In conjuring up images of CPR, Outliers doesnt usually think of disco balls, leisure suits or the Bee Gees.
But according to a new study, Stayin Alive: A Pilot Study to Test the Effectiveness of a Novel Mental Metronome in Maintaining Appropriate Compression Rates in Simulated Cardiac Arrest Scenarios, the music of the Bee Gees may actually be a useful tool in helping medical students perform CPR on patients.
Properly performed CPR can triple survival rates for cardiac arrest, but many people hesitate to jump in because they dont feel confident about maintaining the proper rhythm, said researcher David Matlock of the University of Illinois College of Medicine at Peoria. Our research subjects felt that listening to Stayin Alive improved their ability to perform chest compressions at the proper speed, and indeed their performance even five weeks later was excellent.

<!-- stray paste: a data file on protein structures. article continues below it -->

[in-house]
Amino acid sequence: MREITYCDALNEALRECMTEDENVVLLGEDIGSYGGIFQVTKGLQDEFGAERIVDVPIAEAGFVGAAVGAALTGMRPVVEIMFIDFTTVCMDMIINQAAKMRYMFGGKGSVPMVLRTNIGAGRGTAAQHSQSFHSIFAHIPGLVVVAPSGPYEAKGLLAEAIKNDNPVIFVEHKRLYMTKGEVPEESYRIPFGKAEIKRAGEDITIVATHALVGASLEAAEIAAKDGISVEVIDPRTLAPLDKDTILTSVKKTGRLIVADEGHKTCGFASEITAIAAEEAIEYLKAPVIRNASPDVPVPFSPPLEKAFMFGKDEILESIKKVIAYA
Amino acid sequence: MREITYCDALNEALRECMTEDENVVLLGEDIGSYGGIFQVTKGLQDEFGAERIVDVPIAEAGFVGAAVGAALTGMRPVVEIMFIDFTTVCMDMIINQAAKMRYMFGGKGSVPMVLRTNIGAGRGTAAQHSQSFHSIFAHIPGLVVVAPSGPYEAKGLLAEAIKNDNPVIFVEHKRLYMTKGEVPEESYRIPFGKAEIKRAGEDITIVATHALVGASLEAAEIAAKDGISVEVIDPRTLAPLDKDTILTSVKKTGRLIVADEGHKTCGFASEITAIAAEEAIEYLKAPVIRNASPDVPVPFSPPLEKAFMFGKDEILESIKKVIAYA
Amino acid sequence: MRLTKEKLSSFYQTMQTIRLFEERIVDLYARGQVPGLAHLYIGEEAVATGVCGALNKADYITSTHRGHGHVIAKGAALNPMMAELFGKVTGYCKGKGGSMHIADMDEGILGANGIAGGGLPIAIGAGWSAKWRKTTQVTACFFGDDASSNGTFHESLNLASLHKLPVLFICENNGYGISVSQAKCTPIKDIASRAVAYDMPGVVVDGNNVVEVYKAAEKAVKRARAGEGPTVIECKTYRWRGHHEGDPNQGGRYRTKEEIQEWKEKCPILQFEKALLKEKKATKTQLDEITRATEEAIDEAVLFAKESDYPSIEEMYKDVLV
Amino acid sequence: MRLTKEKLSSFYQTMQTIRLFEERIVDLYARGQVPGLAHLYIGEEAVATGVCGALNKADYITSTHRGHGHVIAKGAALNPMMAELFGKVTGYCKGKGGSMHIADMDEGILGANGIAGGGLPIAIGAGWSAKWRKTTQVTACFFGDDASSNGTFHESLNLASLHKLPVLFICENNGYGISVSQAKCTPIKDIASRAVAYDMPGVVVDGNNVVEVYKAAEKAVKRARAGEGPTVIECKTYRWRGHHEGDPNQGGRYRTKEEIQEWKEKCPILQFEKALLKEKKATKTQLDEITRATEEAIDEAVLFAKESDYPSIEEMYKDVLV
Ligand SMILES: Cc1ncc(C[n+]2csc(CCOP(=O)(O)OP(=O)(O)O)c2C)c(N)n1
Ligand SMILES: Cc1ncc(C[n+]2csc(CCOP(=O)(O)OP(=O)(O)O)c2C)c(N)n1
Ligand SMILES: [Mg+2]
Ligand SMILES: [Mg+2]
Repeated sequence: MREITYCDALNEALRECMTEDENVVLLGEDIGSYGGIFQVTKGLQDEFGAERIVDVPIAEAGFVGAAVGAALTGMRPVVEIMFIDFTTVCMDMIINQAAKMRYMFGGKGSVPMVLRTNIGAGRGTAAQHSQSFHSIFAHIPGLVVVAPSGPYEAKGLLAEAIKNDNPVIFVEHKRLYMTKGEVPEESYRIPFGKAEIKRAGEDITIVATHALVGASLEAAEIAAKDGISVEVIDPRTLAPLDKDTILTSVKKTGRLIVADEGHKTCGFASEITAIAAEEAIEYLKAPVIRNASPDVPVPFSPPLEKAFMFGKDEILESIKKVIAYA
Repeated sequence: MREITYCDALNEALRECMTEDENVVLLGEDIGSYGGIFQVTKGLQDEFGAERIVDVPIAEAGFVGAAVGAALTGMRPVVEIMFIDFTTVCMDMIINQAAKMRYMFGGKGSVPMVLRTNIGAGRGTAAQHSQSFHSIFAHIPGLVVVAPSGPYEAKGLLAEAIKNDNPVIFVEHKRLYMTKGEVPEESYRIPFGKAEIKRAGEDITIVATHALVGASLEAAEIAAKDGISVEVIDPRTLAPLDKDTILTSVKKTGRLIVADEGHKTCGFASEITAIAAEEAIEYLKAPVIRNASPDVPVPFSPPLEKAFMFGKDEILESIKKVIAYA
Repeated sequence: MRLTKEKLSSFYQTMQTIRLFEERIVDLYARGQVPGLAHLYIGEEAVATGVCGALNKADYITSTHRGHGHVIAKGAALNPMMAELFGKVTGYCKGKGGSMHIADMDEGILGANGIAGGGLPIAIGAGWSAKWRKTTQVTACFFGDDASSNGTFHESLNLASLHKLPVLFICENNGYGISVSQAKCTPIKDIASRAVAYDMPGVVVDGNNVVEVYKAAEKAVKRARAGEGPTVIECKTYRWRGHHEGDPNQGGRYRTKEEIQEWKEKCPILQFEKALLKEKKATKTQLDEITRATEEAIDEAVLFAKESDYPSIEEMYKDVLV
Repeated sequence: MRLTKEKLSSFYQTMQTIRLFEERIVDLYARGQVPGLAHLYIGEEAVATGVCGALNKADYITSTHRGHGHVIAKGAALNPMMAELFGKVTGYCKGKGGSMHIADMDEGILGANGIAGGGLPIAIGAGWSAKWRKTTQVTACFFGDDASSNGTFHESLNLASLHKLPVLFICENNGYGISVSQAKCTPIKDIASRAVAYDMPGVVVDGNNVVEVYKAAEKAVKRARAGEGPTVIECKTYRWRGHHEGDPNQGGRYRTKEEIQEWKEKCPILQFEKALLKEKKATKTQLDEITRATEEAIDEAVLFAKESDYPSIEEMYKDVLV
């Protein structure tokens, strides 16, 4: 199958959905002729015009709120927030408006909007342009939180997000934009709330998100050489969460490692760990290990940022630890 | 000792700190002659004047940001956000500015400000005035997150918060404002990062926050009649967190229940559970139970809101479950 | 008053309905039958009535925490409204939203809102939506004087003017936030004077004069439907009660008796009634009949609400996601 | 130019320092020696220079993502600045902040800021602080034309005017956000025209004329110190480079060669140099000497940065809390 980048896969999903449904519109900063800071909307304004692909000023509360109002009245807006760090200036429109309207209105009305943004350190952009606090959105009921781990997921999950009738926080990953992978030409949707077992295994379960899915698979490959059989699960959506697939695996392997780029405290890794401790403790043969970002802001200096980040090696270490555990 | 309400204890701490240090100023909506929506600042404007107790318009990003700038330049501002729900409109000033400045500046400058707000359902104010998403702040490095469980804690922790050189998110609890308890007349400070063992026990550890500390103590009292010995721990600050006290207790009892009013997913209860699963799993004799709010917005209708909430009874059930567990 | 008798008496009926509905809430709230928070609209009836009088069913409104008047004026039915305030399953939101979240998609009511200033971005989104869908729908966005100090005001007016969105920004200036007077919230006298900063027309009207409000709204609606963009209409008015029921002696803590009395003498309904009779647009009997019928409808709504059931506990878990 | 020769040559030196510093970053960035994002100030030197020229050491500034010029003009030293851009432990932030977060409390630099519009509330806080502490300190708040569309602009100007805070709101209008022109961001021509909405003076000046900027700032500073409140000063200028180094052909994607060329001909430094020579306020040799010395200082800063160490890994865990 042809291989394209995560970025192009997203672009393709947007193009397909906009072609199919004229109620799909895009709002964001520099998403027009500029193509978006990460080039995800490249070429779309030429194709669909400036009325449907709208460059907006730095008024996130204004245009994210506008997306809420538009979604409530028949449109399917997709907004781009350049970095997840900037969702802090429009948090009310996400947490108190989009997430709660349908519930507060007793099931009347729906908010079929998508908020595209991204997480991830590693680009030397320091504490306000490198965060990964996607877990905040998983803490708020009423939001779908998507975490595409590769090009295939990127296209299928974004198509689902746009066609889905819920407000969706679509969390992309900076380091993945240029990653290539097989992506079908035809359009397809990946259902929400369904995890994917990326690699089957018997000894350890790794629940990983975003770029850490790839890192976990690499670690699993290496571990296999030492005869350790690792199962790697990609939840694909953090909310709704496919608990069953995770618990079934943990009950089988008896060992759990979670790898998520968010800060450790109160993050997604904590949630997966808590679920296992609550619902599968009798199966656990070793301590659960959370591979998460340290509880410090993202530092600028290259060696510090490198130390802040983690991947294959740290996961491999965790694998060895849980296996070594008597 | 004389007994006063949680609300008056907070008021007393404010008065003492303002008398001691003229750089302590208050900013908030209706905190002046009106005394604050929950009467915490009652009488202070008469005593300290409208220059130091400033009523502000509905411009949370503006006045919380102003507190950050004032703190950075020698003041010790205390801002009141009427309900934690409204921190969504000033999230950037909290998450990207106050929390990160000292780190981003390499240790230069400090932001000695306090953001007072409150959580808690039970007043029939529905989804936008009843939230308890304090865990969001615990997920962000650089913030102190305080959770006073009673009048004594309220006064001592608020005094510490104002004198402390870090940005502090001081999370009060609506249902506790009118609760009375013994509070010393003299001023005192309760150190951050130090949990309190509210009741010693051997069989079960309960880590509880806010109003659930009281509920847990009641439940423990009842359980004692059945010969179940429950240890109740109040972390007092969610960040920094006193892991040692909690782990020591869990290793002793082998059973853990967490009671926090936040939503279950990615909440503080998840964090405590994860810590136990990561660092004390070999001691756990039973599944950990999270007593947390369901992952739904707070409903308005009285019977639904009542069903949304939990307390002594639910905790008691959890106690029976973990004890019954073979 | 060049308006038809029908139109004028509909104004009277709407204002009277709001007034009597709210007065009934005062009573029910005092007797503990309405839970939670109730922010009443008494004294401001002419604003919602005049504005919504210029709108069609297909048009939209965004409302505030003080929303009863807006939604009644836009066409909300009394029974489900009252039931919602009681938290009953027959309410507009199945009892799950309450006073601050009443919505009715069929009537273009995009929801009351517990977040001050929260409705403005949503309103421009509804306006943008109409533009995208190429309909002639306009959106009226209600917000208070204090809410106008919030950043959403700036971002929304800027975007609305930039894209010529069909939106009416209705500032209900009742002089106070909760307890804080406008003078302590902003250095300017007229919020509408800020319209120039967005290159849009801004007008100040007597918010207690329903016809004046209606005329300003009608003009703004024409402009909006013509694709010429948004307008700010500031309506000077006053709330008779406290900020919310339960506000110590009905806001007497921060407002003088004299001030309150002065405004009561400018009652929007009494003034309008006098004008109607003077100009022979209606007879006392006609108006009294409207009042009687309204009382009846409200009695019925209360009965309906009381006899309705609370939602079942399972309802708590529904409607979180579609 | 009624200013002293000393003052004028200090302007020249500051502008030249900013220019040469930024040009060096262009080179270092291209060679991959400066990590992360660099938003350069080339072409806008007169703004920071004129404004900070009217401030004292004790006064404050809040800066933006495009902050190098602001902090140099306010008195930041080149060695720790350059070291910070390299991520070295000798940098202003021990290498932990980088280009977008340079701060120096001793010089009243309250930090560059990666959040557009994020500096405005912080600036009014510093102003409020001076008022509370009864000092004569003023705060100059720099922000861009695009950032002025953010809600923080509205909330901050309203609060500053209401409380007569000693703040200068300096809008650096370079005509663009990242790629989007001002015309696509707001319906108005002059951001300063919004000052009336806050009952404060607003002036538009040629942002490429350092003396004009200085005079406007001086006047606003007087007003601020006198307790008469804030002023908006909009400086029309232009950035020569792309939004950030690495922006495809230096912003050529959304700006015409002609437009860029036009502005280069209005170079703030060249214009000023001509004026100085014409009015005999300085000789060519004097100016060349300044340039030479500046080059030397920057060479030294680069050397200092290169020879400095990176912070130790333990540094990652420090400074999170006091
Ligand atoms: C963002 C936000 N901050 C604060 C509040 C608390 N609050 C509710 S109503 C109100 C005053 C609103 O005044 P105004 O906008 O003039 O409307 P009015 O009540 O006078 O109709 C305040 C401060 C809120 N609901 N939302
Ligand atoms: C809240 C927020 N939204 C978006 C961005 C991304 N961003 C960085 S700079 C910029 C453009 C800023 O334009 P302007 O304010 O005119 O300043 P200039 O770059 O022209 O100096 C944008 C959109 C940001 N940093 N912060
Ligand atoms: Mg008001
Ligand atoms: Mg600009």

Stayin Alive apparently has 103 beats per minute, which is almost the exact rate at which chest compressions should be performed, the study said. Ten physicians and five medical students enrolled in the study and practiced chest compressions while listening to Stayin Alive maintained close to the ideal rhythm of 100 compressions per minute, as set by the American Heart Association, even weeks after completing their training.
The results were scheduled to be presented during the annual meeting of the American College of Emergency Physicians this week in Chicago.
This was a small study, but the results are encouraging enough that a further study using a larger and more diverse population is warranted, Matlock said. He mentioned a number of other pop songs have the right rhythm for CPR. Hopefully, he wasnt referring to Killing Me Softly.